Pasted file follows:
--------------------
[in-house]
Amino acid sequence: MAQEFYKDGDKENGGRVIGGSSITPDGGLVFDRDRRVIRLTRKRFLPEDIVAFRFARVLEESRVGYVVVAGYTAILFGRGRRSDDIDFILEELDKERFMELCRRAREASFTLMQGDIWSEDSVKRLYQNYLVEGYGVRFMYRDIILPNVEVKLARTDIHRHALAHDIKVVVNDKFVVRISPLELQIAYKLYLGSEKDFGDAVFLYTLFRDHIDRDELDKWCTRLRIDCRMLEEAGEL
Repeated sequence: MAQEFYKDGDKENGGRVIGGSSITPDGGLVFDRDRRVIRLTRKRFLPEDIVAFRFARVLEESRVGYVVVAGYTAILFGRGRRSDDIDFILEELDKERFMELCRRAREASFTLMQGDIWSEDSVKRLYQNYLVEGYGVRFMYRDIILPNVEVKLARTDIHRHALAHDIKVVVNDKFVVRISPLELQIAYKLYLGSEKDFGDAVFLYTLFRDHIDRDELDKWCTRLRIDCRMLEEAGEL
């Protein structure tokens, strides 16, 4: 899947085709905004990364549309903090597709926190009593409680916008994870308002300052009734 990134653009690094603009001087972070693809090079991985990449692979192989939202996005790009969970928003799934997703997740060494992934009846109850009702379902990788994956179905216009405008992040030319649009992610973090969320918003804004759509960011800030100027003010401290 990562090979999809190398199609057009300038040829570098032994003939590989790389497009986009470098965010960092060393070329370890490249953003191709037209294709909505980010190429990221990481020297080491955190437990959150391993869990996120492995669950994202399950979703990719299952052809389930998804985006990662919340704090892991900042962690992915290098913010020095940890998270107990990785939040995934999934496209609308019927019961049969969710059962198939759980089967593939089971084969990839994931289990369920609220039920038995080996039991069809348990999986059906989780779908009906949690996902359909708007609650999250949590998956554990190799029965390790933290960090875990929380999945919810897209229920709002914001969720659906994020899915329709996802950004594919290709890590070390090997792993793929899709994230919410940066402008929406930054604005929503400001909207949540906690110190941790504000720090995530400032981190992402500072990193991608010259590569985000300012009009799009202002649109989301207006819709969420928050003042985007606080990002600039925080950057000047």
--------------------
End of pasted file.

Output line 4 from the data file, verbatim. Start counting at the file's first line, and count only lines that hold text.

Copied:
């Protein structure tokens, strides 16, 4: 899947085709905004990364549309903090597709926190009593409680916008994870308002300052009734 990134653009690094603009001087972070693809090079991985990449692979192989939202996005790009969970928003799934997703997740060494992934009846109850009702379902990788994956179905216009405008992040030319649009992610973090969320918003804004759509960011800030100027003010401290 990562090979999809190398199609057009300038040829570098032994003939590989790389497009986009470098965010960092060393070329370890490249953003191709037209294709909505980010190429990221990481020297080491955190437990959150391993869990996120492995669950994202399950979703990719299952052809389930998804985006990662919340704090892991900042962690992915290098913010020095940890998270107990990785939040995934999934496209609308019927019961049969969710059962198939759980089967593939089971084969990839994931289990369920609220039920038995080996039991069809348990999986059906989780779908009906949690996902359909708007609650999250949590998956554990190799029965390790933290960090875990929380999945919810897209229920709002914001969720659906994020899915329709996802950004594919290709890590070390090997792993793929899709994230919410940066402008929406930054604005929503400001909207949540906690110190941790504000720090995530400032981190992402500072990193991608010259590569985000300012009009799009202002649109989301207006819709969420928050003042985007606080990002600039925080950057000047």